September 29, 2010
The DePauw Nature Park is filled with natural treasures, but it's hard to know where to look for them if you don’t know what you’re looking for.
"Most people don't know that the park has an enormous stand of edible plants along the trail, or that you can find three separate species of woodpecker within 50 yards of each other," says Brian P. Allman ’11. "If people know where to look, they'll begin to realize just how incredible it is to have a nature park in our back yard."
Allman is one of several work-study park interns helping visitors appreciate what’s hidden in plain sight. Originally scheduled for the summer, the Oct. 2 Nature Park Campout is the first of many events during the 2010-11 academic year when he and other students are doing just that.
When tornado warnings pushed the campout into the fall, Nature Park Director Doug Cox found an opportunity in the delay. Many of the students slated to work at the park were spread around the country on internships and personal adventures that could be used to educate the park’s many visitors.
"I think it’s interesting that we have a group of students whose summer experiences connect to their time at the park, and each of them plays a significant role in the campout," Cox says.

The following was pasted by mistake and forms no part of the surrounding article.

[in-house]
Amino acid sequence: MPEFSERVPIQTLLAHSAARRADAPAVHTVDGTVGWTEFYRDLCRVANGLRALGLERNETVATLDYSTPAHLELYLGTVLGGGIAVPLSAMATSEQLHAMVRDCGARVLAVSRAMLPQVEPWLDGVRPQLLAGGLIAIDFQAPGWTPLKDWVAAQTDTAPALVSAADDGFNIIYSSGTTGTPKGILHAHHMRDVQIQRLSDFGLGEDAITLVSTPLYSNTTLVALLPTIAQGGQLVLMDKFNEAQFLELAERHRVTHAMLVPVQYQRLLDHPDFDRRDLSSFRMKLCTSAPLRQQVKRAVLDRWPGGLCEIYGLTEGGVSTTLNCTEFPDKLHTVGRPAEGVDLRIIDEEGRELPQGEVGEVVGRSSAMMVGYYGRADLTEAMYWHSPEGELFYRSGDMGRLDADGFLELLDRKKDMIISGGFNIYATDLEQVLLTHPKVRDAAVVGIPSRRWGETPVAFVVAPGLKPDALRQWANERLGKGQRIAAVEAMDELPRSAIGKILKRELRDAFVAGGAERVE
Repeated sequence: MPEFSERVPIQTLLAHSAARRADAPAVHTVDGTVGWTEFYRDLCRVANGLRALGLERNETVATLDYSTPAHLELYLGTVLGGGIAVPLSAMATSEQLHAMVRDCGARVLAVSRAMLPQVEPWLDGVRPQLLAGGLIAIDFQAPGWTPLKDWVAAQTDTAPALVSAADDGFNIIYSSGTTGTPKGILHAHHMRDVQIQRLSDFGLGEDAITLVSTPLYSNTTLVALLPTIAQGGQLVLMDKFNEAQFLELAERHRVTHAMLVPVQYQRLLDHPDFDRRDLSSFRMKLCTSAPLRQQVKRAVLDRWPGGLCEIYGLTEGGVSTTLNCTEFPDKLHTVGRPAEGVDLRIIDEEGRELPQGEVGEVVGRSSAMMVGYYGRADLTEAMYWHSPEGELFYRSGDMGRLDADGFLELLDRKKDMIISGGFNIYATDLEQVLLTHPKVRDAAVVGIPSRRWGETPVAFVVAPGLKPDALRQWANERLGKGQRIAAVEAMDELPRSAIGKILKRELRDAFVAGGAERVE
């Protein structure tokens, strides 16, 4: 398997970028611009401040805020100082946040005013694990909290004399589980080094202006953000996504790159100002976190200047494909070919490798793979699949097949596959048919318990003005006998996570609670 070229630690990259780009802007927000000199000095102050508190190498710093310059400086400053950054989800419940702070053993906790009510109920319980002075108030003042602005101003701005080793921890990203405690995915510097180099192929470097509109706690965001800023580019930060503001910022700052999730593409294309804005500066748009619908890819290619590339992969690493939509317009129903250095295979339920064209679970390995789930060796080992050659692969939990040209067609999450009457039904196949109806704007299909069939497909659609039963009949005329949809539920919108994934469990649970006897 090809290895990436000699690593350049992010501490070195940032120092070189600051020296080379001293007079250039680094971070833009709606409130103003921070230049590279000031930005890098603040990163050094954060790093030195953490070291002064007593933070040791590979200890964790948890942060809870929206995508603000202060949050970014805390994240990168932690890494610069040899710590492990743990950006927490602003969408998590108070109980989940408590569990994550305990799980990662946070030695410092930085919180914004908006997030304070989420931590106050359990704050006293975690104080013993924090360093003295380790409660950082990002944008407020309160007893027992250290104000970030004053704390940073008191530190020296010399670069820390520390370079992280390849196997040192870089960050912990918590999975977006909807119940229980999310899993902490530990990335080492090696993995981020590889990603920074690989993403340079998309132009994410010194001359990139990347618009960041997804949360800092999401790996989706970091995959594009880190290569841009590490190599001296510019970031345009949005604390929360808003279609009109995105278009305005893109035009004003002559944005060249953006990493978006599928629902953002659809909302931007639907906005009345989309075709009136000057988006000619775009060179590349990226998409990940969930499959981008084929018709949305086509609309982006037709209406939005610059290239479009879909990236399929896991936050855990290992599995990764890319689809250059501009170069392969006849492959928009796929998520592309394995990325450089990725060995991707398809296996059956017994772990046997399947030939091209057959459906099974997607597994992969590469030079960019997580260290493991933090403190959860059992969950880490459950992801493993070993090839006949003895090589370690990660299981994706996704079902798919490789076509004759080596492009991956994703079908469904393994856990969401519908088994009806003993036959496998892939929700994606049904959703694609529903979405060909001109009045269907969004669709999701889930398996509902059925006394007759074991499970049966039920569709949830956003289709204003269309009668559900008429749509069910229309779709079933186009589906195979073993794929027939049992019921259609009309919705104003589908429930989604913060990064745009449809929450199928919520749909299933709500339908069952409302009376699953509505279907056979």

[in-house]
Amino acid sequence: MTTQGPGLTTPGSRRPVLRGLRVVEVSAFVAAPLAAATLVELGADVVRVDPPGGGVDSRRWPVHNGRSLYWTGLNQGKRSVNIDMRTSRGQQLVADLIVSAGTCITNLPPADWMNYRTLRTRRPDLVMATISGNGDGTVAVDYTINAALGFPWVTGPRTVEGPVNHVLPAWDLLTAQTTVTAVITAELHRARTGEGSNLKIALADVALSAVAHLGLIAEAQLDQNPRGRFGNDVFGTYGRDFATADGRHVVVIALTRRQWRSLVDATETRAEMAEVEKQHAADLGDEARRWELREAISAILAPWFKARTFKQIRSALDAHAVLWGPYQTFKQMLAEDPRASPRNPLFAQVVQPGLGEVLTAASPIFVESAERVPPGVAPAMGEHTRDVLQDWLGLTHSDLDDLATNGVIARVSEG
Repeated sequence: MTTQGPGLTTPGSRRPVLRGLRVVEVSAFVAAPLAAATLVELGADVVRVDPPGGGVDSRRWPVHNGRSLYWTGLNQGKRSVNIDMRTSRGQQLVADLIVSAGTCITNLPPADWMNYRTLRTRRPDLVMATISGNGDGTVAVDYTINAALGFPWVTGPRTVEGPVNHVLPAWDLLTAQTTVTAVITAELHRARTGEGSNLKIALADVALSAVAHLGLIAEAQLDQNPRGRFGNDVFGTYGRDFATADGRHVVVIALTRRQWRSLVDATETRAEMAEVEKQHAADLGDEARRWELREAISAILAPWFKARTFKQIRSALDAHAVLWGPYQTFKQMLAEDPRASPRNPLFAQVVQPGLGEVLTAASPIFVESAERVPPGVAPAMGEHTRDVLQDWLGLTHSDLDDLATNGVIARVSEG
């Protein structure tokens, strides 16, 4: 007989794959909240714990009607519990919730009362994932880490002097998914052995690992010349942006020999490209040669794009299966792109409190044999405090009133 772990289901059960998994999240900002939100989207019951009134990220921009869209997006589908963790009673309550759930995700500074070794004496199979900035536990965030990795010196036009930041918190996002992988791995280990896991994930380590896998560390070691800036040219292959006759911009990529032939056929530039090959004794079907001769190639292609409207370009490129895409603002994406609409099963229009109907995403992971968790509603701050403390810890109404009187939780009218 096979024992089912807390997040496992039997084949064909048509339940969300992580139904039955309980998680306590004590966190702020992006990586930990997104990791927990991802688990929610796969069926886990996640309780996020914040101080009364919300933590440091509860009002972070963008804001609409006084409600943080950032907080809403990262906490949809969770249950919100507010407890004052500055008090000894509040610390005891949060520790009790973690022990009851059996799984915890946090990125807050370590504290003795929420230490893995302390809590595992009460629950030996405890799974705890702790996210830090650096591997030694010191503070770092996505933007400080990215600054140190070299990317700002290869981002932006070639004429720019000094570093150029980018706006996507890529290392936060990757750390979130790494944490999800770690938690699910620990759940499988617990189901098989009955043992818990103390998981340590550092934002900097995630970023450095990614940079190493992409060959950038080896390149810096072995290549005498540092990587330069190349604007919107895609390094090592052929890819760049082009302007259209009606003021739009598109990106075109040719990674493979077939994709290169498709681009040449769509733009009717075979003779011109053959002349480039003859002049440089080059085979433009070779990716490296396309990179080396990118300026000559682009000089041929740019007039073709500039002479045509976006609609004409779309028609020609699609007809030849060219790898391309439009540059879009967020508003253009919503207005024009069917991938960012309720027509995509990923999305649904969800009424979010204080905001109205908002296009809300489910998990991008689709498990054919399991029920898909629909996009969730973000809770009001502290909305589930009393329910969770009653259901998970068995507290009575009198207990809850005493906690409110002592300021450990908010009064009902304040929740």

Allman, a biology major, spent the summer at the National Oceanographic and Atmospheric Association (NOAA) on San Miguel Island, off the coast of California, where he worked on sea mammal research and conservation. He and Chloe A. Lawson ’12, an environmental geoscience major who conducted water tests and led educational walks for Save the Dunes Conservation Fund in northwest Indiana, are guiding tours of the plants and animals found along the Nature Park’s hiking trails.
"Giving youth the skill to identify local trees and wildflowers is a reason events like these are beneficial to the Greencastle community," Lawson says. "We are so lucky to have a natural sanctuary for DePauw and Greencastle to come together through the beauty of biology and geology."
Biology major Hannah N. Ramage ‘12 had a different kind of summer experience. She spent two months hiking 766 miles on the Appalachian Trail, from Springer Mountain in Georgia, the trail’s southern tip, to central Virginia. And apart from the people she met along the way, she hiked most of it alone.
Ramage, who replaced Lawson as president of the DePauw Environmental Club this year, is teaching park visitors how to prepare for long hikes, and basic survival skills for long periods in the outdoors.
"I want to share my story because I think I lot of people have urges to do something similar but have too many reservations holding them back, whether it’s the fear of being lonely, being attacked by bears or getting hurt or sick," Ramage says. "It was a life-changing experience for me and I don't want anyone to avoid solitude in the woods because of unwarranted fear."
For questions about the Oct. 2 campout, including camping site reservations and activity schedule, please contact Doug Cox by e-mail at firstname.lastname@example.org or by phone at 765-658-5018. All activities are free and open to the public. More information about the Nature Park can be found on its website and Facebook page.Back